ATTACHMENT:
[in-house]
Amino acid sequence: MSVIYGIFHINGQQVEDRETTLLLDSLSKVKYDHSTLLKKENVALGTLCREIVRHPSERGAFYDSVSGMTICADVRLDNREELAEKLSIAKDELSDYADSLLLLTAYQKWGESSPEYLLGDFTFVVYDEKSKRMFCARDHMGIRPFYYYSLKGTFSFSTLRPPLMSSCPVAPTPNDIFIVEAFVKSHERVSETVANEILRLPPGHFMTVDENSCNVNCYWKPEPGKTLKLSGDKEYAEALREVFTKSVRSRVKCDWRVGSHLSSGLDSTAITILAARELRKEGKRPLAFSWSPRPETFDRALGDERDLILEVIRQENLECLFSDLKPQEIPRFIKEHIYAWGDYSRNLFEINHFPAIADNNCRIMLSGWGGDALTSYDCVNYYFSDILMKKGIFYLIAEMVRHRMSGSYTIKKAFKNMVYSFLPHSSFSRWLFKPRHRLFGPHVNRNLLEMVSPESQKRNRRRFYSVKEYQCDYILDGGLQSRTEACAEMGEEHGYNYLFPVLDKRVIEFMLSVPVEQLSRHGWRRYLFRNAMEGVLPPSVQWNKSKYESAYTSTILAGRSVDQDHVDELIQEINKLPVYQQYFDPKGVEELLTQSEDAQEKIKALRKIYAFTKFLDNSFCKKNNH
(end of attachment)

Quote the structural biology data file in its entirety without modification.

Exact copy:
[in-house]
Amino acid sequence: MSVIYGIFHINGQQVEDRETTLLLDSLSKVKYDHSTLLKKENVALGTLCREIVRHPSERGAFYDSVSGMTICADVRLDNREELAEKLSIAKDELSDYADSLLLLTAYQKWGESSPEYLLGDFTFVVYDEKSKRMFCARDHMGIRPFYYYSLKGTFSFSTLRPPLMSSCPVAPTPNDIFIVEAFVKSHERVSETVANEILRLPPGHFMTVDENSCNVNCYWKPEPGKTLKLSGDKEYAEALREVFTKSVRSRVKCDWRVGSHLSSGLDSTAITILAARELRKEGKRPLAFSWSPRPETFDRALGDERDLILEVIRQENLECLFSDLKPQEIPRFIKEHIYAWGDYSRNLFEINHFPAIADNNCRIMLSGWGGDALTSYDCVNYYFSDILMKKGIFYLIAEMVRHRMSGSYTIKKAFKNMVYSFLPHSSFSRWLFKPRHRLFGPHVNRNLLEMVSPESQKRNRRRFYSVKEYQCDYILDGGLQSRTEACAEMGEEHGYNYLFPVLDKRVIEFMLSVPVEQLSRHGWRRYLFRNAMEGVLPPSVQWNKSKYESAYTSTILAGRSVDQDHVDELIQEINKLPVYQQYFDPKGVEELLTQSEDAQEKIKALRKIYAFTKFLDNSFCKKNNH